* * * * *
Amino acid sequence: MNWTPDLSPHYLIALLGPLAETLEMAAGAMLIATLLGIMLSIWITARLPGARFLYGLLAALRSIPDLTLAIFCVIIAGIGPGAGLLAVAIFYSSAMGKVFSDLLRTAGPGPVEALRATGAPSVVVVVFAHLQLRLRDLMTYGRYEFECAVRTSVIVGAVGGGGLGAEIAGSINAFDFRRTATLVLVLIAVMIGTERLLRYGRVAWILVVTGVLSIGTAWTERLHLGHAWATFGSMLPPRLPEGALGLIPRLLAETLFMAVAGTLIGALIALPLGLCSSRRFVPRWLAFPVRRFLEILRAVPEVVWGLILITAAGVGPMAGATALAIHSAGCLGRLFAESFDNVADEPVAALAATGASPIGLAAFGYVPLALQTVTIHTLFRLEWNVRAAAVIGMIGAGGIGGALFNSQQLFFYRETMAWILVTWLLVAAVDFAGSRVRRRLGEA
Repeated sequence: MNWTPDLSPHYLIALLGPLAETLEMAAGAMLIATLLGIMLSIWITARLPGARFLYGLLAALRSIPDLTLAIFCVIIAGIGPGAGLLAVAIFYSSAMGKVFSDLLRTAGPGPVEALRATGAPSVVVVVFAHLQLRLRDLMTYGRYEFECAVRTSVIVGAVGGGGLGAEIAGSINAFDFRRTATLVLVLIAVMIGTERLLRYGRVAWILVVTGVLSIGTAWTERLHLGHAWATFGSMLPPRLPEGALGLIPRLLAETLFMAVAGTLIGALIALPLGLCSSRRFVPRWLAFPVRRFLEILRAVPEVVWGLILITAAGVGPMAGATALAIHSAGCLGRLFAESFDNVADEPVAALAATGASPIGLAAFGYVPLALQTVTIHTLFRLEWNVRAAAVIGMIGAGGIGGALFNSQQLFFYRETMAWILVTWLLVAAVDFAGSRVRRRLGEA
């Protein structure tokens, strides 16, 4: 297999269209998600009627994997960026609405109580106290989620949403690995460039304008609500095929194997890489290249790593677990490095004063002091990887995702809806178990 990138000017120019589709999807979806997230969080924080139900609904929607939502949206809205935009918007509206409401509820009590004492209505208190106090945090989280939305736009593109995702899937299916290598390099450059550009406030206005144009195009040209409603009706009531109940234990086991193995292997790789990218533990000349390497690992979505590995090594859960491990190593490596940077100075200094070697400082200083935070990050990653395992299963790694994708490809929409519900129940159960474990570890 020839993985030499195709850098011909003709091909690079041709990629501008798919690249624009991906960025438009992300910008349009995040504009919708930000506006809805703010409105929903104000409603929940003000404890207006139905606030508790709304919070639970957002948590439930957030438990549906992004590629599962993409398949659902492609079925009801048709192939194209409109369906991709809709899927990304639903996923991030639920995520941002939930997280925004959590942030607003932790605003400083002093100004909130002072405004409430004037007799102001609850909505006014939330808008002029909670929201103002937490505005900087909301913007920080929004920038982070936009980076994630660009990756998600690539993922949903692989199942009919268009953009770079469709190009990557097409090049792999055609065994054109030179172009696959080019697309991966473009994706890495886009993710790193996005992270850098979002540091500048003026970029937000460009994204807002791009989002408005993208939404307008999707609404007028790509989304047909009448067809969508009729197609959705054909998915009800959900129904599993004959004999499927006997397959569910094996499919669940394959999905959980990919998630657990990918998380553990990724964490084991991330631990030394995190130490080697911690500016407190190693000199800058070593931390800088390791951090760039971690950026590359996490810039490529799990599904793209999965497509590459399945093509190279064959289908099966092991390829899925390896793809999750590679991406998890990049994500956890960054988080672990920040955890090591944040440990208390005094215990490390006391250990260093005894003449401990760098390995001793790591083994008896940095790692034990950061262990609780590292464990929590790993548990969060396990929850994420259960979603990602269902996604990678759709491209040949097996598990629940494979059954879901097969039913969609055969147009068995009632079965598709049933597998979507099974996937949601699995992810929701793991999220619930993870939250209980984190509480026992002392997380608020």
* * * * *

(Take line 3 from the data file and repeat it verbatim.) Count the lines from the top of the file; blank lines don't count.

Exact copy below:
């Protein structure tokens, strides 16, 4: 297999269209998600009627994997960026609405109580106290989620949403690995460039304008609500095929194997890489290249790593677990490095004063002091990887995702809806178990 990138000017120019589709999807979806997230969080924080139900609904929607939502949206809205935009918007509206409401509820009590004492209505208190106090945090989280939305736009593109995702899937299916290598390099450059550009406030206005144009195009040209409603009706009531109940234990086991193995292997790789990218533990000349390497690992979505590995090594859960491990190593490596940077100075200094070697400082200083935070990050990653395992299963790694994708490809929409519900129940159960474990570890 020839993985030499195709850098011909003709091909690079041709990629501008798919690249624009991906960025438009992300910008349009995040504009919708930000506006809805703010409105929903104000409603929940003000404890207006139905606030508790709304919070639970957002948590439930957030438990549906992004590629599962993409398949659902492609079925009801048709192939194209409109369906991709809709899927990304639903996923991030639920995520941002939930997280925004959590942030607003932790605003400083002093100004909130002072405004409430004037007799102001609850909505006014939330808008002029909670929201103002937490505005900087909301913007920080929004920038982070936009980076994630660009990756998600690539993922949903692989199942009919268009953009770079469709190009990557097409090049792999055609065994054109030179172009696959080019697309991966473009994706890495886009993710790193996005992270850098979002540091500048003026970029937000460009994204807002791009989002408005993208939404307008999707609404007028790509989304047909009448067809969508009729197609959705054909998915009800959900129904599993004959004999499927006997397959569910094996499919669940394959999905959980990919998630657990990918998380553990990724964490084991991330631990030394995190130490080697911690500016407190190693000199800058070593931390800088390791951090760039971690950026590359996490810039490529799990599904793209999965497509590459399945093509190279064959289908099966092991390829899925390896793809999750590679991406998890990049994500956890960054988080672990920040955890090591944040440990208390005094215990490390006391250990260093005894003449401990760098390995001793790591083994008896940095790692034990950061262990609780590292464990929590790993548990969060396990929850994420259960979603990602269902996604990678759709491209040949097996598990629940494979059954879901097969039913969609055969147009068995009632079965598709049933597998979507099974996937949601699995992810929701793991999220619930993870939250209980984190509480026992002392997380608020």